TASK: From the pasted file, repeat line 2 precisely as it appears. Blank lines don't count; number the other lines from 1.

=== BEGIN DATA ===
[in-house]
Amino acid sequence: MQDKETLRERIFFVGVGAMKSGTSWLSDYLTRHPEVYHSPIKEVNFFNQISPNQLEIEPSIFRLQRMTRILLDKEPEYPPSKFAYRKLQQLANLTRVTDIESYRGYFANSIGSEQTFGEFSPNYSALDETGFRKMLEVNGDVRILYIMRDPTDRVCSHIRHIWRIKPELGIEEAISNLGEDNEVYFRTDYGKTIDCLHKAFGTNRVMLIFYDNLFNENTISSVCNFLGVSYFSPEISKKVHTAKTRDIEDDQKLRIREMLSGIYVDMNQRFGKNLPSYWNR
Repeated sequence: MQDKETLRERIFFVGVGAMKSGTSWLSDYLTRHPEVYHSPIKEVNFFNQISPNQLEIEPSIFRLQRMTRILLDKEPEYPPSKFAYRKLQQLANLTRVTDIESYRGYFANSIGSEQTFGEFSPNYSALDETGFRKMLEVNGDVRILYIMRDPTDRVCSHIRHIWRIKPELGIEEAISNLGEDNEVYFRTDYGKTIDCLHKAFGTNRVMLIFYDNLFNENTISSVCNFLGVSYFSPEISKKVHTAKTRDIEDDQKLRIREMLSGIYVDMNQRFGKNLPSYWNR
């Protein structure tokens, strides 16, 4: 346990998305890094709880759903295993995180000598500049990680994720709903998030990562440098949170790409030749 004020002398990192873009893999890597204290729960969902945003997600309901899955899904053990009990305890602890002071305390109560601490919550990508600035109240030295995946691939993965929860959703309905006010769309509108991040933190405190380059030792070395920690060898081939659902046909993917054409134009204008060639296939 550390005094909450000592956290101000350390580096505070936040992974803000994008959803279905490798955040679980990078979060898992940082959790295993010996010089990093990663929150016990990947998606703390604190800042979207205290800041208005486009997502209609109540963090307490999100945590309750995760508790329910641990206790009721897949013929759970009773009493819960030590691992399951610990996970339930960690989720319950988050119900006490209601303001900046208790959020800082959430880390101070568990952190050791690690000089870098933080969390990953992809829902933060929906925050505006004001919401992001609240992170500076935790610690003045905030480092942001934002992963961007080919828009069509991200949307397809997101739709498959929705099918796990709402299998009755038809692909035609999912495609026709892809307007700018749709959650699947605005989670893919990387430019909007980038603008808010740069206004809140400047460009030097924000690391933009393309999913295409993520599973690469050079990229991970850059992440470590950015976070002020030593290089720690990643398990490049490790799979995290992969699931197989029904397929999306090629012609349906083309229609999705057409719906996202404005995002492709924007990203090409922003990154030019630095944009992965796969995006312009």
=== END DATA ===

Amino acid sequence: MQDKETLRERIFFVGVGAMKSGTSWLSDYLTRHPEVYHSPIKEVNFFNQISPNQLEIEPSIFRLQRMTRILLDKEPEYPPSKFAYRKLQQLANLTRVTDIESYRGYFANSIGSEQTFGEFSPNYSALDETGFRKMLEVNGDVRILYIMRDPTDRVCSHIRHIWRIKPELGIEEAISNLGEDNEVYFRTDYGKTIDCLHKAFGTNRVMLIFYDNLFNENTISSVCNFLGVSYFSPEISKKVHTAKTRDIEDDQKLRIREMLSGIYVDMNQRFGKNLPSYWNR